The Congress shall have power to lay and collect taxes on incomes, from whatever source derived, without apportionment among the several States, and without regard to any census or enumeration.
At the founding of our nation, the framers decided not to allow the federal government to assess income or other direct taxes unless they were apportioned according to population. A direct tax is simply any tax that is paid directly to the federal government by the individual. Commonplace today, these types of taxes were frowned upon when the nation began. Instead of income or other direct taxes, the founders thought that indirect taxes – sales taxes, import duties and the like – were legitimate means for the federal government to raise money.
The consensus of the founders was that the power of direct taxation would shift the dynamic between the individual and the state in a powerful and oppressive way. With direct taxing power, it was feared that Congress could assess a tax on all persons with no limits on the amount. Whether assessed as a percentage or a fixed amount, these taxes couldn’t be readily avoided or evaded by the citizens. For instance, a person couldn’t simply not engage in the behavior that was subject to taxation the way you could with a sales tax or other transaction style tax. A direct tax could apply to income, land, cattle, securities transactions etc. and force people to either pay the tax or have their property confiscated. In addition, with Congress’ power of the purse over the army and the militia, the people would be powerless to prevent collection.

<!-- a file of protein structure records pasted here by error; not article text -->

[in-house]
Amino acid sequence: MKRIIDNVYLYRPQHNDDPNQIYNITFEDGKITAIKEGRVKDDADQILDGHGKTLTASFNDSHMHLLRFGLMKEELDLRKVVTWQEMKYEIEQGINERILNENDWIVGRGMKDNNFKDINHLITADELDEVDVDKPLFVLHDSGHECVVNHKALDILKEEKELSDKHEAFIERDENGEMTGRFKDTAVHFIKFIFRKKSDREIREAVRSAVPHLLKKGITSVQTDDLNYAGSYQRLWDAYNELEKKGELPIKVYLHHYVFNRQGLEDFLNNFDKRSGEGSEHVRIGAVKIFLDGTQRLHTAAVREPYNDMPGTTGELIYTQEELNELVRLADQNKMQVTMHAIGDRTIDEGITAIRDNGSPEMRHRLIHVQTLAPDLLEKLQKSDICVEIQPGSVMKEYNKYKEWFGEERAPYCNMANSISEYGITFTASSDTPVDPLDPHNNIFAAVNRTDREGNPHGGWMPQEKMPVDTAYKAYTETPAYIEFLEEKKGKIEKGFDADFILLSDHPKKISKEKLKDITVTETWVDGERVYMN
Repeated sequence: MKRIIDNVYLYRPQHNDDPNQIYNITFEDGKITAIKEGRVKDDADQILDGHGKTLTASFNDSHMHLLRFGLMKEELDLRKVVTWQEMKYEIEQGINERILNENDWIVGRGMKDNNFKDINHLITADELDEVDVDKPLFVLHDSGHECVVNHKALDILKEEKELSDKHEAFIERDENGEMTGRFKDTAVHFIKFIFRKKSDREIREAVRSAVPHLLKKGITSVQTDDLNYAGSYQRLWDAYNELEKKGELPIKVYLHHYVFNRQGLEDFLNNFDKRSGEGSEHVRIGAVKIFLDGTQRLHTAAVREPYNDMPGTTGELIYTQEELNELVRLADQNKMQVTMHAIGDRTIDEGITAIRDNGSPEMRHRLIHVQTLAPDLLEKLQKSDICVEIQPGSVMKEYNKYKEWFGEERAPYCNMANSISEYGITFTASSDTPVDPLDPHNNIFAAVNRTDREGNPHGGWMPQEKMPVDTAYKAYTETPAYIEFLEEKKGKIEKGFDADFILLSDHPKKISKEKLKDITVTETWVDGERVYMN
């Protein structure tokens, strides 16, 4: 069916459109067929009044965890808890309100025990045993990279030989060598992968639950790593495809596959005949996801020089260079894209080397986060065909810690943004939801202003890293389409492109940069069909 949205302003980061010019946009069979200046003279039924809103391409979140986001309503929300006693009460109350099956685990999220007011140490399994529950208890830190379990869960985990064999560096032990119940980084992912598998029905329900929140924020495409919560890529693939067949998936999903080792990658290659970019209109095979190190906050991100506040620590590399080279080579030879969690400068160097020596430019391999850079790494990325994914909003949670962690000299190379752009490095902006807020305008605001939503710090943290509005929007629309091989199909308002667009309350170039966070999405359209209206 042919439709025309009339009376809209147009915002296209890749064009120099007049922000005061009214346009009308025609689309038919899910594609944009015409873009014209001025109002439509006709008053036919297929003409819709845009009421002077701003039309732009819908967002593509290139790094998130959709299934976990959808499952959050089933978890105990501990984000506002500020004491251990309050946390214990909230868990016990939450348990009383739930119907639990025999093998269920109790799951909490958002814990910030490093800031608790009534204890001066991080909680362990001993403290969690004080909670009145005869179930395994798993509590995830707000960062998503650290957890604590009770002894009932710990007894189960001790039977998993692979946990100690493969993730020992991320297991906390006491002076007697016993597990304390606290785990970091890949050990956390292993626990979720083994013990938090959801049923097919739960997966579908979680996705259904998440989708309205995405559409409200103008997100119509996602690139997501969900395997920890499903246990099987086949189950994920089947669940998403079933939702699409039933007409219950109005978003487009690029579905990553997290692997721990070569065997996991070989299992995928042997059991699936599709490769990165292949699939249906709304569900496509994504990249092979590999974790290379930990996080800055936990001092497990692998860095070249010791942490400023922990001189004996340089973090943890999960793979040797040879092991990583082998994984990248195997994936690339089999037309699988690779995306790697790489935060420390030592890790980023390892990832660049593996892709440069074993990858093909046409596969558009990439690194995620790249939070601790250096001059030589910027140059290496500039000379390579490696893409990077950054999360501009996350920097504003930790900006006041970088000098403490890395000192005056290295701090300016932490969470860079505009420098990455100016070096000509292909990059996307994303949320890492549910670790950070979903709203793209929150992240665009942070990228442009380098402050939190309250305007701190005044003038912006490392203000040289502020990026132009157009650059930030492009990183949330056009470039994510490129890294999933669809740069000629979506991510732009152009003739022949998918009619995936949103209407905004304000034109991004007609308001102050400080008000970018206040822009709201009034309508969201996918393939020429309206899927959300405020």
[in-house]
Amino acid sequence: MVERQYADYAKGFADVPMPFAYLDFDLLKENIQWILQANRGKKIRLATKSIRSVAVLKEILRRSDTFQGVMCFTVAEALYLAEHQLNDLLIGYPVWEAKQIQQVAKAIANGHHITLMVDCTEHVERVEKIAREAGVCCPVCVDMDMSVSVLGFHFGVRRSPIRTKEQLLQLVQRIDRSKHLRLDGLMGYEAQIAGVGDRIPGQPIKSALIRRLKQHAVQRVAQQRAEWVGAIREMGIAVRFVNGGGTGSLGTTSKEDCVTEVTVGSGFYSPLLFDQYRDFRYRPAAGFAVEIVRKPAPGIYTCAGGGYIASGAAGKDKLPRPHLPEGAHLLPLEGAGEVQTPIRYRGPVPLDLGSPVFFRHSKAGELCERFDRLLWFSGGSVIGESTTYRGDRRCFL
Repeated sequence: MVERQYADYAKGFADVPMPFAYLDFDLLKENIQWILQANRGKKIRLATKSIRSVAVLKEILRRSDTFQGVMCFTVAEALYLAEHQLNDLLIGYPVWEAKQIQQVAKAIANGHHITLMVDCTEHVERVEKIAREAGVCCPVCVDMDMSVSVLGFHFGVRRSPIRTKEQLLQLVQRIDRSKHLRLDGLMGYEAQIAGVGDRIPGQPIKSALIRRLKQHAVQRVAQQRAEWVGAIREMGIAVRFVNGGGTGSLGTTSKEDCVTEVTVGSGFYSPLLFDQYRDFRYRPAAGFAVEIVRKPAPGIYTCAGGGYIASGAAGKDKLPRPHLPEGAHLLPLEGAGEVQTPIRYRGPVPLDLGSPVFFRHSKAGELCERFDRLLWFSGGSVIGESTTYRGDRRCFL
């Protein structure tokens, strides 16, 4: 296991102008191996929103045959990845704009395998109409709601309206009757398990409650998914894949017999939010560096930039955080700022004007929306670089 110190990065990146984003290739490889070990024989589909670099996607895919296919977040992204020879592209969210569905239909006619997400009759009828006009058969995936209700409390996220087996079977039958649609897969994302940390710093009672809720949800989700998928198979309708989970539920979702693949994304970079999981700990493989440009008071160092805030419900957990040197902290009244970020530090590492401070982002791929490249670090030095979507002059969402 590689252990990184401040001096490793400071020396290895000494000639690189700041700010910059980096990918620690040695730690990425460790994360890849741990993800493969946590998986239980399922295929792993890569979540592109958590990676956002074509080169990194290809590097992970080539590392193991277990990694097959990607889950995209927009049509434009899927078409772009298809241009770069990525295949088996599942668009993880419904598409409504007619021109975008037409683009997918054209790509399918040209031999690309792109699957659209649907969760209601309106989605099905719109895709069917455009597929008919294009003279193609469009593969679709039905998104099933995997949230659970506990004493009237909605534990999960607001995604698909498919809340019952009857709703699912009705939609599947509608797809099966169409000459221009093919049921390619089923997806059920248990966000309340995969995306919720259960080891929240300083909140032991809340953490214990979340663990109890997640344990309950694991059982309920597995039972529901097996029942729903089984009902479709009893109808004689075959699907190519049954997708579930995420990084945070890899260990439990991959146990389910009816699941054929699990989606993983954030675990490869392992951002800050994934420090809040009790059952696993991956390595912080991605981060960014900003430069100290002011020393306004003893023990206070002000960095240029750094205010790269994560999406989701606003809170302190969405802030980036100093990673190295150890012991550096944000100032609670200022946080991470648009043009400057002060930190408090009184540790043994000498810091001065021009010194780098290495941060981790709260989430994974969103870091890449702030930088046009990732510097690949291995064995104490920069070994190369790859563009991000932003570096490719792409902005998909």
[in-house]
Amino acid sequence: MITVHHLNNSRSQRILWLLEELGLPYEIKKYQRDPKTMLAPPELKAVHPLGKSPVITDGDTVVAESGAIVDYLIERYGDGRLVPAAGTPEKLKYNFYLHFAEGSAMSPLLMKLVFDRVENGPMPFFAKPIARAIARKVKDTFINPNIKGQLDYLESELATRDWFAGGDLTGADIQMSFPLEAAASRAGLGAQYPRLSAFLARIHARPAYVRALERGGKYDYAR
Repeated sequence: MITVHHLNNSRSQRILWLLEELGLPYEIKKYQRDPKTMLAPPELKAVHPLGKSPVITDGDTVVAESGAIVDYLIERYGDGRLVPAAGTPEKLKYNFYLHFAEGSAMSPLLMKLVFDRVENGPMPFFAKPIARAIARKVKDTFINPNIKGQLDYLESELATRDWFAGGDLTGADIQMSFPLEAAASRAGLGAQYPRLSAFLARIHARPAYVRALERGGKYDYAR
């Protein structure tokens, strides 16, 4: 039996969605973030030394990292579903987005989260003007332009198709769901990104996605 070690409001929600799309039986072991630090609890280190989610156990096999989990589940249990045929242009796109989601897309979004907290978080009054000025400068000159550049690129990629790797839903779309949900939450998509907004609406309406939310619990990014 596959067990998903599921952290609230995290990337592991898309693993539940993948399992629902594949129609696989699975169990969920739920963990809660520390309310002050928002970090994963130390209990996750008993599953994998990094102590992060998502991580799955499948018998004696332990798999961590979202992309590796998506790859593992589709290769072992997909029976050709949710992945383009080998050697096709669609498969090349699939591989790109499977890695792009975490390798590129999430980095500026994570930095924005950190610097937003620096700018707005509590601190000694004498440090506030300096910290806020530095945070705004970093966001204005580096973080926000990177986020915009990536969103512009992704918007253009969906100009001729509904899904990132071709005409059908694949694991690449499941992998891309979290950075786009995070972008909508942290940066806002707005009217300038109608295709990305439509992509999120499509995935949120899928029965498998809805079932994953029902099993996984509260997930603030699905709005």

Although not consistently, the Supreme Court struck down several attempts by Congress to establish so-called “direct” taxes. However, during one critical period – the Civil War – the Supreme Court upheld a temporary income tax established to fund the war effort. The Revenue Act of 1861 levied a flat tax of 3% on annual income above $800 (or roughly $20,000 in today’s dollars)
In 1893, after the war was over and the temporary tax expired, Congress adopted another income tax law. In this case, the Congress attempted to assess a federal tax on income derived from real estate. In 1895, in Pollock v. Farmer’s Loan and Trust, the Supreme ruled that the income tax was unconstitutional. This view prevailed through the turn of the century.
Historians suggest that the growing needs of the Federal Government necessitated a regular and more lucrative revenue source and increasingly politicians in both parties eyed the direct or income tax as a solution. Nevertheless, it wasn’t until 1909 that the effort to push for an amendment began.
President William Taft sent a formal message to Congress requesting that an amendment be adopted that would allow Congress to have this power once and for all. The Senate approved the Sixteenth Amendment unanimously 77-0 and the House approved it by a vote of 318-14. After being ratified by 36 states in February of 1913, it became law. Ultimately, 42 of the 48 states would ratify the amendment.
Within a few years, it had become the principal source of income for the federal government. Nevertheless, its impact wasn’t obvious. In the beginning, hardly anyone had to file a tax return because the tax did not apply to the vast majority of the people in the U.S. For example, in 1939, 26 years after the Sixteenth Amendment was adopted, only 5% of the population, counting both taxpayers and their dependents, was required to file returns. Today, nearly all adults and even some youths must file an annual income tax form.
Horace Cooper is a legal commentator and a senior fellow with The Heartland Institute